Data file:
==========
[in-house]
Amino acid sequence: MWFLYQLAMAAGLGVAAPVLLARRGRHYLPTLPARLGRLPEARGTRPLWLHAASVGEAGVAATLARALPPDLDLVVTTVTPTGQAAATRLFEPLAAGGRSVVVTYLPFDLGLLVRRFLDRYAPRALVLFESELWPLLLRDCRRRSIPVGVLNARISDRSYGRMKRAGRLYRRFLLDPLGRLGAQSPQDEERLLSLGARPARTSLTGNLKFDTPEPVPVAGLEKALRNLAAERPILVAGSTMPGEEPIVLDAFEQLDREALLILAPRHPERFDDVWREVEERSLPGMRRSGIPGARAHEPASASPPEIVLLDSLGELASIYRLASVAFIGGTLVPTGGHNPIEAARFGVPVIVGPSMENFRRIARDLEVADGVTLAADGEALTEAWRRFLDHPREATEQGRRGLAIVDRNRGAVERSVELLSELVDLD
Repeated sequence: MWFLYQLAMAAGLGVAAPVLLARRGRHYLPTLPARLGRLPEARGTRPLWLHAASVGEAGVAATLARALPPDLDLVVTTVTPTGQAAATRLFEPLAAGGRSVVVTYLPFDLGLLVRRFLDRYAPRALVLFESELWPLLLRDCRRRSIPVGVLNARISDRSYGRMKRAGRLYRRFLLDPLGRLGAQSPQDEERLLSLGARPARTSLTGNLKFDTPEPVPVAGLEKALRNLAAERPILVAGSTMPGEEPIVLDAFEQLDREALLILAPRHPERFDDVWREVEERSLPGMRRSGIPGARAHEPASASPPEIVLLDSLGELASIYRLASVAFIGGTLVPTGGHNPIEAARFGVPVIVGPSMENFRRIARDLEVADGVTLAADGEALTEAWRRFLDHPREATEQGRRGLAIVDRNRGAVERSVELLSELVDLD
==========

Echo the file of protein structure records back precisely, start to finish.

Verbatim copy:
[in-house]
Amino acid sequence: MWFLYQLAMAAGLGVAAPVLLARRGRHYLPTLPARLGRLPEARGTRPLWLHAASVGEAGVAATLARALPPDLDLVVTTVTPTGQAAATRLFEPLAAGGRSVVVTYLPFDLGLLVRRFLDRYAPRALVLFESELWPLLLRDCRRRSIPVGVLNARISDRSYGRMKRAGRLYRRFLLDPLGRLGAQSPQDEERLLSLGARPARTSLTGNLKFDTPEPVPVAGLEKALRNLAAERPILVAGSTMPGEEPIVLDAFEQLDREALLILAPRHPERFDDVWREVEERSLPGMRRSGIPGARAHEPASASPPEIVLLDSLGELASIYRLASVAFIGGTLVPTGGHNPIEAARFGVPVIVGPSMENFRRIARDLEVADGVTLAADGEALTEAWRRFLDHPREATEQGRRGLAIVDRNRGAVERSVELLSELVDLD
Repeated sequence: MWFLYQLAMAAGLGVAAPVLLARRGRHYLPTLPARLGRLPEARGTRPLWLHAASVGEAGVAATLARALPPDLDLVVTTVTPTGQAAATRLFEPLAAGGRSVVVTYLPFDLGLLVRRFLDRYAPRALVLFESELWPLLLRDCRRRSIPVGVLNARISDRSYGRMKRAGRLYRRFLLDPLGRLGAQSPQDEERLLSLGARPARTSLTGNLKFDTPEPVPVAGLEKALRNLAAERPILVAGSTMPGEEPIVLDAFEQLDREALLILAPRHPERFDDVWREVEERSLPGMRRSGIPGARAHEPASASPPEIVLLDSLGELASIYRLASVAFIGGTLVPTGGHNPIEAARFGVPVIVGPSMENFRRIARDLEVADGVTLAADGEALTEAWRRFLDHPREATEQGRRGLAIVDRNRGAVERSVELLSELVDLD